The PopCult Toybox
Weston was the inventor of GI Joe, but he sold his interest in the first action figure to Hasbro early on. Just last year he settled with Hasbro over other ownership considerations for an undisclosed sum. Weston approached Hasbro’s Don Levine in 1963 with the concept of a posable 12″ figure that would have a cloth uniform and plastic accessories as a way to create a toy based on a military TV show that he was representing. The TV show didn’t last long, but Hasbro was still interested in the concept and moved forward with GI Joe, which went on to become one of the highest-grossing toys of all time.
In addition to GI Joe, Weston also came up with Captain Action (seen above, with Mr. Weston. Click the photo to read an interview with Weston) and arranged for MEGO to acquire the licenses for DC Comics and Marvel for their best-selling World’s Greatest Superhero line.
In 1970 he co-founded Leisure Concepts Incorporated, which changed the face of the toy industry by initiating many pervasive licensing deals. His company even developed the idea for the Thundercats action figure line and cartoon series in the 1980s. If you bought any licensed toy or knick-knack from 1970 to 1990, Stan Weston likely had a hand in its production.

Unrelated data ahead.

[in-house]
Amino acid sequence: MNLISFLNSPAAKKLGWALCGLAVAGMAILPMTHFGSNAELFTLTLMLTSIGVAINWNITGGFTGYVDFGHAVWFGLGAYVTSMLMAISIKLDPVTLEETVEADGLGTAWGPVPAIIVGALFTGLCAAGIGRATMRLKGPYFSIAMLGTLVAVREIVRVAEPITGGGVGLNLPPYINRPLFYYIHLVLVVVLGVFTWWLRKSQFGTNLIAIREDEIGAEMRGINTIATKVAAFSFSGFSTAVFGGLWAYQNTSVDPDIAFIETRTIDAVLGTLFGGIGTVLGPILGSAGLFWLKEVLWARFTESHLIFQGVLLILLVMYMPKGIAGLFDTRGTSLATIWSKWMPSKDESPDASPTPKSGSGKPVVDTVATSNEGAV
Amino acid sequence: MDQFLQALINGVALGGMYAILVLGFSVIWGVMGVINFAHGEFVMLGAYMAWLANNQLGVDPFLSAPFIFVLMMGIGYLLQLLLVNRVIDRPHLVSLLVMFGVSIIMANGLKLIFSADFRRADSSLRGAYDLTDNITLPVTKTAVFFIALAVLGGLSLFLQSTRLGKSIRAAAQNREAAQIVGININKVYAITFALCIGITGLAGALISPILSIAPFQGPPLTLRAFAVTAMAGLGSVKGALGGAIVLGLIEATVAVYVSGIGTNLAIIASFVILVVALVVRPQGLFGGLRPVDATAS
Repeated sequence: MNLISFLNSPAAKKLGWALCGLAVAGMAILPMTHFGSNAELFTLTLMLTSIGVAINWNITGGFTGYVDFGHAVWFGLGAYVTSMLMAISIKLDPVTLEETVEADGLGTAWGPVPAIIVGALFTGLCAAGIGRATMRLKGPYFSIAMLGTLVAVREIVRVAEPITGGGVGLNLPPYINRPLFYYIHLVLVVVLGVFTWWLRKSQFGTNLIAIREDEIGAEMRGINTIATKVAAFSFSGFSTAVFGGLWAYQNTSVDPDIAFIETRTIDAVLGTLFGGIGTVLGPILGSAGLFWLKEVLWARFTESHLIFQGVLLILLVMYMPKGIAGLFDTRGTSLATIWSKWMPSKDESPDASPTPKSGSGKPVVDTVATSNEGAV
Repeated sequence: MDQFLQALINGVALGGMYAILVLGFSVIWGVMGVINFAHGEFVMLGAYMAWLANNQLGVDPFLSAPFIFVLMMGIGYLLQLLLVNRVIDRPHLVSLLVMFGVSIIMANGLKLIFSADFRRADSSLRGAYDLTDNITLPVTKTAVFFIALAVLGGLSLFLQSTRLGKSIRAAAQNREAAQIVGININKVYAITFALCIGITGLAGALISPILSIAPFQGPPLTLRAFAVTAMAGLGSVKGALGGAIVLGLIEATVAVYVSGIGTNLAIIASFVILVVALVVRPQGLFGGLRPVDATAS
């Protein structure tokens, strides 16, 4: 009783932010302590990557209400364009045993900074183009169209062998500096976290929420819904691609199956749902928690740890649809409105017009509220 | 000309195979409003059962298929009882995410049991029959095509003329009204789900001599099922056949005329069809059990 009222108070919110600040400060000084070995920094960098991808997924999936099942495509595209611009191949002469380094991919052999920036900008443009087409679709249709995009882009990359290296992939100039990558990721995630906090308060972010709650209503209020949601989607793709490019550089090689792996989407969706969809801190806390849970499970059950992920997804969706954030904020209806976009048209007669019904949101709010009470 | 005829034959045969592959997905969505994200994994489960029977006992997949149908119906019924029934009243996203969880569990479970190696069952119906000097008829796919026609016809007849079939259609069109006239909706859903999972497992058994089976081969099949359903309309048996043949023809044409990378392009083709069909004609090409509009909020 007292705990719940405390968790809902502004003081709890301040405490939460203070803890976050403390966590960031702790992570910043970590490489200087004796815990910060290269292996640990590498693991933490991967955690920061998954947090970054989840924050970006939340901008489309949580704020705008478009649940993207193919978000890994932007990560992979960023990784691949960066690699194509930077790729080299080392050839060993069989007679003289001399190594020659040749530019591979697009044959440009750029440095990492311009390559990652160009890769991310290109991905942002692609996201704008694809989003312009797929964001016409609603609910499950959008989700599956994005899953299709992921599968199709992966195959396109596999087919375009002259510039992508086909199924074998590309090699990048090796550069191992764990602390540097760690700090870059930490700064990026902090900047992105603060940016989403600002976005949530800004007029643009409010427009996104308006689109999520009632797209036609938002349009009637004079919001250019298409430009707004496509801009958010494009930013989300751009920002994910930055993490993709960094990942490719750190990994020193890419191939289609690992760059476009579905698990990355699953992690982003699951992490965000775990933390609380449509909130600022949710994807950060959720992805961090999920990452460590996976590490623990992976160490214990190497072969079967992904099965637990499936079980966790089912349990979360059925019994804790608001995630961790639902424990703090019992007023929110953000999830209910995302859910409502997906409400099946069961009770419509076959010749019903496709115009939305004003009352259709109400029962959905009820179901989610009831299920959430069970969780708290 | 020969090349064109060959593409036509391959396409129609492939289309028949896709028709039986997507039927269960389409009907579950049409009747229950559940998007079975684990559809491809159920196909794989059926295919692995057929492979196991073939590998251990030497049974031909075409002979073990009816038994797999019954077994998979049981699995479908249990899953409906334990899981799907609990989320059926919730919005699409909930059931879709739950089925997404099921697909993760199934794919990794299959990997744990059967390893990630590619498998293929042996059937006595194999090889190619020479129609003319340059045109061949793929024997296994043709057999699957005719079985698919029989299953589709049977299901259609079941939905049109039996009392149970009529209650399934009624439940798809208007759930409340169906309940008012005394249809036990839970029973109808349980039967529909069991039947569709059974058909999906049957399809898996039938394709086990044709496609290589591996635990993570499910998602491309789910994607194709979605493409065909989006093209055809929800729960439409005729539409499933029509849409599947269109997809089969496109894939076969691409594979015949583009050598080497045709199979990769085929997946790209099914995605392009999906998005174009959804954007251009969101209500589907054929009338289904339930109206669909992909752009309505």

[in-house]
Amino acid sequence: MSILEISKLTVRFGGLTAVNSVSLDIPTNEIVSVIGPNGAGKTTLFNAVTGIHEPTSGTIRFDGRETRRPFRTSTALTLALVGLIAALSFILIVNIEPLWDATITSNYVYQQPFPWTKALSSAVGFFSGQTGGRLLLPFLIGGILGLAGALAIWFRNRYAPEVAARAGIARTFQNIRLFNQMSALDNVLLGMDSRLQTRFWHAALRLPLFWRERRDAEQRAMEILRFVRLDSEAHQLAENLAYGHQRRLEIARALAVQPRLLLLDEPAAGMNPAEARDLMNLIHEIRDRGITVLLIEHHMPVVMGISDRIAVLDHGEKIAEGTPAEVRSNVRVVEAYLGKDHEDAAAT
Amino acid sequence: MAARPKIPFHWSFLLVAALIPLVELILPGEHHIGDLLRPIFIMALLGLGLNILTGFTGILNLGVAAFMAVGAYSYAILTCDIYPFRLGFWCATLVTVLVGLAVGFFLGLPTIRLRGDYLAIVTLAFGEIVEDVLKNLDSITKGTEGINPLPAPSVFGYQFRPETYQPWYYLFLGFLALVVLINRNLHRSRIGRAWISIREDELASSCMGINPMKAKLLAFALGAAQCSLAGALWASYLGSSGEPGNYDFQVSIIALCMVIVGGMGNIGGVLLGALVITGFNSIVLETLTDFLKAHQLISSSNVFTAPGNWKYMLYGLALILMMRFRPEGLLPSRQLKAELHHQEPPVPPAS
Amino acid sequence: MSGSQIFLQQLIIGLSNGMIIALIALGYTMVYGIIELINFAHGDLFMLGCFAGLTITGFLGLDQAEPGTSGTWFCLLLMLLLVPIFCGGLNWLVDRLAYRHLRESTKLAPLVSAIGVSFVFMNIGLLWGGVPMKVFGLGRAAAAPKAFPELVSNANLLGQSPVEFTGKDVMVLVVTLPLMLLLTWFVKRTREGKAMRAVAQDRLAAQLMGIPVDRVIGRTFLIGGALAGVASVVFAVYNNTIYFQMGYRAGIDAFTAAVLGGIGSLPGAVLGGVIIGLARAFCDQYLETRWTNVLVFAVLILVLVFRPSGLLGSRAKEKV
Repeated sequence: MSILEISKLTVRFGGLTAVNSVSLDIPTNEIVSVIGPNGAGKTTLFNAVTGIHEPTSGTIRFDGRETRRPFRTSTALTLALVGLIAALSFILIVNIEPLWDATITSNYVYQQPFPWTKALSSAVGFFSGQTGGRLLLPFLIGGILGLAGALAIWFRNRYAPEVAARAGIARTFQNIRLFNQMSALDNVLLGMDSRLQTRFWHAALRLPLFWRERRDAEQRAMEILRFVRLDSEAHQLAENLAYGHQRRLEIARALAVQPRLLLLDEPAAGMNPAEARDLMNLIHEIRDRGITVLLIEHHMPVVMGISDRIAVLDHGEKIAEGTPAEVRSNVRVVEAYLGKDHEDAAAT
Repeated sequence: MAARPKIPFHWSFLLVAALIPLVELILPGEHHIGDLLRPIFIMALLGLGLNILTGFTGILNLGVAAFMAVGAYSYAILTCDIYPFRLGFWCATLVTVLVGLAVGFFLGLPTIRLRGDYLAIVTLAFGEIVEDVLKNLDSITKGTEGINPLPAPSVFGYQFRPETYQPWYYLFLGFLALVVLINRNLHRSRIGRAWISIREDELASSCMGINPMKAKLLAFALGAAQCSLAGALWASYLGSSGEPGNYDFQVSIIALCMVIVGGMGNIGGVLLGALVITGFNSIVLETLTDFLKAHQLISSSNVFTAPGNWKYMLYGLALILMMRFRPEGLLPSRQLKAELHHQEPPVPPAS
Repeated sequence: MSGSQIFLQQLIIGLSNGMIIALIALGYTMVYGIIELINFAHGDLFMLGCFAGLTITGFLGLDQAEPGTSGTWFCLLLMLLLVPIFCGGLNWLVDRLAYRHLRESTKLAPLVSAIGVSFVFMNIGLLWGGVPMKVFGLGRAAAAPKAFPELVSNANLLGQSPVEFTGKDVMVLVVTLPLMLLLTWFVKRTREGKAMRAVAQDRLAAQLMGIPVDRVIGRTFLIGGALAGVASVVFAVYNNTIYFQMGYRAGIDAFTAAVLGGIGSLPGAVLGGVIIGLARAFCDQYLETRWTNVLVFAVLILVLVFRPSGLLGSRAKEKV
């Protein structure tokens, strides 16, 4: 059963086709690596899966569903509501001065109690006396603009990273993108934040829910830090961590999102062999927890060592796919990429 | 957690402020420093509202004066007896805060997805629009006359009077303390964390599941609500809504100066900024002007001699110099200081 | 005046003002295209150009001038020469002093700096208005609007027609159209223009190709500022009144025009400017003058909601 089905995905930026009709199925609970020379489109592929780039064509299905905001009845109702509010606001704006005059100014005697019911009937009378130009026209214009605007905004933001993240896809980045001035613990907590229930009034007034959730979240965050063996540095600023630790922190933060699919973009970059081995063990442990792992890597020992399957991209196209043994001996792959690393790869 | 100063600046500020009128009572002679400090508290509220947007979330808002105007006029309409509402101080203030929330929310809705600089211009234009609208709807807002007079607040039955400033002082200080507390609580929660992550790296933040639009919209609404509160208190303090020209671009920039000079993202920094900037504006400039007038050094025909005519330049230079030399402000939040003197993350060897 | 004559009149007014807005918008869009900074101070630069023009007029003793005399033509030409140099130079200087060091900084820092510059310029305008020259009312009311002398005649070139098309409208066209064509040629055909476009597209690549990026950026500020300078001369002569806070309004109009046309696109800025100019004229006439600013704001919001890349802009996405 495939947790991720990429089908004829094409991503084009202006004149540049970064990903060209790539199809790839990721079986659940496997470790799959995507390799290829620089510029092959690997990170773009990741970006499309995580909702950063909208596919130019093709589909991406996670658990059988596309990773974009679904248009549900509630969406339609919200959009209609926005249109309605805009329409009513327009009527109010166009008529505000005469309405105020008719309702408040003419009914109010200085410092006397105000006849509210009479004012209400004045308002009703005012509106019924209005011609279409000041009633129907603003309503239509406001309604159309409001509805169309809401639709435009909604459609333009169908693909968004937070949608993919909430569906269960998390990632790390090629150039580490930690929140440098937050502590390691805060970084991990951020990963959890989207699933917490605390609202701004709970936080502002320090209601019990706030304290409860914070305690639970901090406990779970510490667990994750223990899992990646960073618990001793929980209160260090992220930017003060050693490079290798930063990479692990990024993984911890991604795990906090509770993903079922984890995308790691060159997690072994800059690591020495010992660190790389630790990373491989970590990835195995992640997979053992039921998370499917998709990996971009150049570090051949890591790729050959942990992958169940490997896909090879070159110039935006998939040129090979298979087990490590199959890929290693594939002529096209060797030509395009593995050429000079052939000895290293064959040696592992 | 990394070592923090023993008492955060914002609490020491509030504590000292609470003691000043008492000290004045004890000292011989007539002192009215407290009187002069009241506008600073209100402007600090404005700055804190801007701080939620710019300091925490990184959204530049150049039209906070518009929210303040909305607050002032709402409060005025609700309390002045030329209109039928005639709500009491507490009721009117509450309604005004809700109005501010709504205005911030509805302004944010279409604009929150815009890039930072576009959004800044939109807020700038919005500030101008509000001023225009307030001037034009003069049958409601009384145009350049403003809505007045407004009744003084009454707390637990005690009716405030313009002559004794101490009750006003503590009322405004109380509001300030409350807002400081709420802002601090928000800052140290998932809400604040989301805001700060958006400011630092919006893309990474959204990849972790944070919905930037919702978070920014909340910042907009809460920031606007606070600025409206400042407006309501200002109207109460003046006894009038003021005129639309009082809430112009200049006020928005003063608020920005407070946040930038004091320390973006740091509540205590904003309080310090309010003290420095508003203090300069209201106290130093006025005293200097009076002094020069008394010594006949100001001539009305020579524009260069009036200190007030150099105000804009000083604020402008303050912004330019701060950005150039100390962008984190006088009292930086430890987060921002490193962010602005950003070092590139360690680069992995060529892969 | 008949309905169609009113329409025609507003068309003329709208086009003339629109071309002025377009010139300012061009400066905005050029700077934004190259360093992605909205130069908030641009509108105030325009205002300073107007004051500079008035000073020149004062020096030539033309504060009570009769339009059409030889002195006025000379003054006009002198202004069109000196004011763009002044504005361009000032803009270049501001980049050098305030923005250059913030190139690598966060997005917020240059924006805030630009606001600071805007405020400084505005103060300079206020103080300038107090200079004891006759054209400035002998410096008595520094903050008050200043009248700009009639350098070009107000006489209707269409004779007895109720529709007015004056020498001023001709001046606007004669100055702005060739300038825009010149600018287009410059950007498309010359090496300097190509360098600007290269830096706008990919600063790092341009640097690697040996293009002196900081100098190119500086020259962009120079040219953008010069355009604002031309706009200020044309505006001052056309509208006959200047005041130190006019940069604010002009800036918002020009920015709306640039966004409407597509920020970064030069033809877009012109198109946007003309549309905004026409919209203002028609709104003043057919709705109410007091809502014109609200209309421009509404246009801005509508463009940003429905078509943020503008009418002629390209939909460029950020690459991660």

Weston was quite a character, and I’m sorry that I never got the chance to meet him in person. A couple of years ago he was very helpful aiding me in busting a pop culture fraud, but we only had contact through a mutual friend.
Weston was 84 years old, and is survived by his brother, his three children and five grandchildren. PopCult extends its condolences to his friends and family.It’s always sad to see one of the creators of our favorite toys leave us.